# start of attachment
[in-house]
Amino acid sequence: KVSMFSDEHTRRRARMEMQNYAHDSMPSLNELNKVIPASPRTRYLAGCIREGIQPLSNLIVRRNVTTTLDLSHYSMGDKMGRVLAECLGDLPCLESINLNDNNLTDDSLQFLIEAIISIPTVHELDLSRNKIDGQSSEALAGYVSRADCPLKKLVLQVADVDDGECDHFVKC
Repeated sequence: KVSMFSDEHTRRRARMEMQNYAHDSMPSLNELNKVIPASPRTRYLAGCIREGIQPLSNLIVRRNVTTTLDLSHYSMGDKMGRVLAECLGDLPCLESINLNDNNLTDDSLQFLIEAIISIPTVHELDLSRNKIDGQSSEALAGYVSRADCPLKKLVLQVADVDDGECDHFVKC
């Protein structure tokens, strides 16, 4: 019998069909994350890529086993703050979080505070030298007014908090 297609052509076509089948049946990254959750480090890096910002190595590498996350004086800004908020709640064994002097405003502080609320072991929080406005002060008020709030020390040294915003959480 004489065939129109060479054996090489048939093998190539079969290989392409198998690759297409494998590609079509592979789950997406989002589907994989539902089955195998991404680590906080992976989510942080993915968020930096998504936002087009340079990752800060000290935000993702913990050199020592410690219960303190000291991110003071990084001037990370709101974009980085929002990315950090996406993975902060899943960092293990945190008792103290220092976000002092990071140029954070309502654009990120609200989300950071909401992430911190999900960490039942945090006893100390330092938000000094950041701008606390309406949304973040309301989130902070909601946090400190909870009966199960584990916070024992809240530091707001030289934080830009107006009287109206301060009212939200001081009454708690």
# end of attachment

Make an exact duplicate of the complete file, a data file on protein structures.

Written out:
[in-house]
Amino acid sequence: KVSMFSDEHTRRRARMEMQNYAHDSMPSLNELNKVIPASPRTRYLAGCIREGIQPLSNLIVRRNVTTTLDLSHYSMGDKMGRVLAECLGDLPCLESINLNDNNLTDDSLQFLIEAIISIPTVHELDLSRNKIDGQSSEALAGYVSRADCPLKKLVLQVADVDDGECDHFVKC
Repeated sequence: KVSMFSDEHTRRRARMEMQNYAHDSMPSLNELNKVIPASPRTRYLAGCIREGIQPLSNLIVRRNVTTTLDLSHYSMGDKMGRVLAECLGDLPCLESINLNDNNLTDDSLQFLIEAIISIPTVHELDLSRNKIDGQSSEALAGYVSRADCPLKKLVLQVADVDDGECDHFVKC
């Protein structure tokens, strides 16, 4: 019998069909994350890529086993703050979080505070030298007014908090 297609052509076509089948049946990254959750480090890096910002190595590498996350004086800004908020709640064994002097405003502080609320072991929080406005002060008020709030020390040294915003959480 004489065939129109060479054996090489048939093998190539079969290989392409198998690759297409494998590609079509592979789950997406989002589907994989539902089955195998991404680590906080992976989510942080993915968020930096998504936002087009340079990752800060000290935000993702913990050199020592410690219960303190000291991110003071990084001037990370709101974009980085929002990315950090996406993975902060899943960092293990945190008792103290220092976000002092990071140029954070309502654009990120609200989300950071909401992430911190999900960490039942945090006893100390330092938000000094950041701008606390309406949304973040309301989130902070909601946090400190909870009966199960584990916070024992809240530091707001030289934080830009107006009287109206301060009212939200001081009454708690």